Like Harriet Harman, I have just accepted a place at a Kent grammar school for my son. Like Harriet Harman, I theoretically support comprehensive schools. Unlike Harriet Harman, I don't think there is a hope in hell of being able to square these positions, and am left breathless by her assertion that there is no problem.
There is a problem, and that problem is her and me, and all the other parents who will never be satisfied with just a good enough education for their children, but who want the best they can lay their hands on. And best, of course, implies a hierarchy. And hierarchies mean death to the comprehensive ideal.
Years ago, as we twitchily began to confront the realities of our local city comprehensives, we attended what was euphemistically billed as an open morning at a London independent day school, but what turned out to be a rugby scrum of anxious parents pounding the hallways like predatory giants from Roald Dahl's BFG, flattening pupils against the walls and shrieking into teachers' faces about how to get their sons, some little more than babes in arms, into the school.
"Ah, the north London parent," the head observed mildly, from his observation post, high above the melee. "One of the most ferocious animals on this planet."
Parents are ferocious, willing, if need be, to trample on anything that gets in their children's way. Biology will always out, as Harriet Harman has found to her cost.
She, of course, claims it is all a question of Tory misrule. But imagine her local south London schools after 16 years of fabulous Labour funding and management. Would they really be good enough for a high-flying parent like herself? Or would their rag-tag intakes, and huge spread of ability and special needs, still have her putting her son on the train to somewhere more salubrious?
Because even if selection is made a hanging offence, there always will be somewhere more salubrious. The waves of parental choice will make sure of that - lifting a few schools to the high-achieving peaks; dropping others into social darkness.
And not just in the cities, either. Go to any area of the country, and parents will tell you instantly which are the good schools, and which to avoid like the plague.
When we decided to move out of London, and started to look around at the options, we found it harder to get into some comprehensives than into a high security prison. "Frankly", said one popular school in Chichester, "if you're not actually going to buy a house next to our front gate, there's really not much point you coming to look at us."
Initially we were looking at all kinds of schools, provided they were coeducational, and had a reasonably local intake, but it quickly became clear that the ones that we felt would suit our children best were all selective. It wasn't only their academic results, it was the facilities, the expectations, the sports and music, the lack of discipline problems, the pupils themselves - in short, the common culture. Or perhaps, in shorter still, hard though it is to admit, the exclusivity.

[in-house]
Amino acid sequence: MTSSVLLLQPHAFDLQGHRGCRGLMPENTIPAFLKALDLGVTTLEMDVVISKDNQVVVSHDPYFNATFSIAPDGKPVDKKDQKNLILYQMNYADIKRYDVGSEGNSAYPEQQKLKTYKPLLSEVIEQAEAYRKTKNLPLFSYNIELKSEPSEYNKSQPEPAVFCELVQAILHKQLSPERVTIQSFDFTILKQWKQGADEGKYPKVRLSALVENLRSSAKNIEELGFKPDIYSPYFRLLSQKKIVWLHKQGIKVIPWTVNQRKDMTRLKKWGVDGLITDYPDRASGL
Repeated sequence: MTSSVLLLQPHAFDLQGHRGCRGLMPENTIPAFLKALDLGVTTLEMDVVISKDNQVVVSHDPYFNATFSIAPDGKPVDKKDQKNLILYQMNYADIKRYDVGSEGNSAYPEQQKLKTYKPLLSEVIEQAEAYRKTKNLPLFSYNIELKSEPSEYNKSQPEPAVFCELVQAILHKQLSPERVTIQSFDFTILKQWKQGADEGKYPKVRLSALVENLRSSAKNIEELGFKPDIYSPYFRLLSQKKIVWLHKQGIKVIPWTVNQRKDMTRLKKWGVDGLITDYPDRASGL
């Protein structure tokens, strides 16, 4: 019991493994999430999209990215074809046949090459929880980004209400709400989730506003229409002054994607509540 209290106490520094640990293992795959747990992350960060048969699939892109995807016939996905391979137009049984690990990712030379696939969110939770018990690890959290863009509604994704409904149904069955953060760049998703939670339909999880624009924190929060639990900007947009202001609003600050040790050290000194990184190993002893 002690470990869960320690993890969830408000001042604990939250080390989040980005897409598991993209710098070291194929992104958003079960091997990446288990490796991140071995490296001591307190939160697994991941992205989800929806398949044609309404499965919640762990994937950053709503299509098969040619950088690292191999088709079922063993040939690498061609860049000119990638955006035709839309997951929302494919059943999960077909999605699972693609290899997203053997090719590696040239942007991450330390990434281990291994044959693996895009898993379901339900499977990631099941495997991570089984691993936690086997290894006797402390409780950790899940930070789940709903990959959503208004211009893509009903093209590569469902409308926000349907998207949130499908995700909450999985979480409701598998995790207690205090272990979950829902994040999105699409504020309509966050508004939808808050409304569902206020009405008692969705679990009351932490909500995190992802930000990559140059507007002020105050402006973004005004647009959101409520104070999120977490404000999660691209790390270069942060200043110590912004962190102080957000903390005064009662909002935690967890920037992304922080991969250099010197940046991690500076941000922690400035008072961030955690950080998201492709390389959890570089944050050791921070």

There was nothing actively wrong with the comprehensives we visited, it's just that other schools were better.
And herein lies the rub. For the comprehensive system to work properly, there must be no choice of any kind, otherwise parents like me - and Harriet Harman - will always be rubber-necking around at the opportunities outside.
Yet there never has been no choice. For those who can afford them, there have always been private schools. For those free to move, the grammar schools. Now there's the grant-maintained choice. And the city technology college choice. And even inside the comprehensive system, there's the working-the-system, or the moving-to-a-better-area choice.
I can count on the fingers of one hand the number of pro-comprehensive friends from pre-parenthood days (many paid-up members of the Labour party) who have actually put their children into comprehensives, and on half a hand, those who have done so using their neighbourhood school. When it comes to the parental crunch, it's almost always goodbye society at large, and hello self-interest.
The question is, how do we deal with that? To deny it is absurd. To denigrate it is equally absurd. To counter it with brave promises of "excellence for all" is not only unrealistic, but also misses the point.
Fudge is the easiest answer, but years of that have left us an absurd mish-mash of differing opportunities that no amount of emollient words from politicians of either Left or Right can smooth into a coherent whole.
In the light of this, the old 11-plus system seems almost attractive. At least it was honest, it judged the child not the parent, and everyone got a crack at it.
Or maybe what we need is selection at 14? Or maybe the real issue is not structural at all, but our total failure to respect and develop high standards of vocational and technical schooling?
Maybe if we ever managed to turn our pyramid model of school success into a whole Alpine range of achievement, then the poisoned chalice of school-type would lose much of its potency.
I don't know what the answer is, but I do know that, unlike Harriet Harman, every time I drop my son's grammar school uniform in the wash, I'll know that what has been a solution for us, has only been part of the problem for others.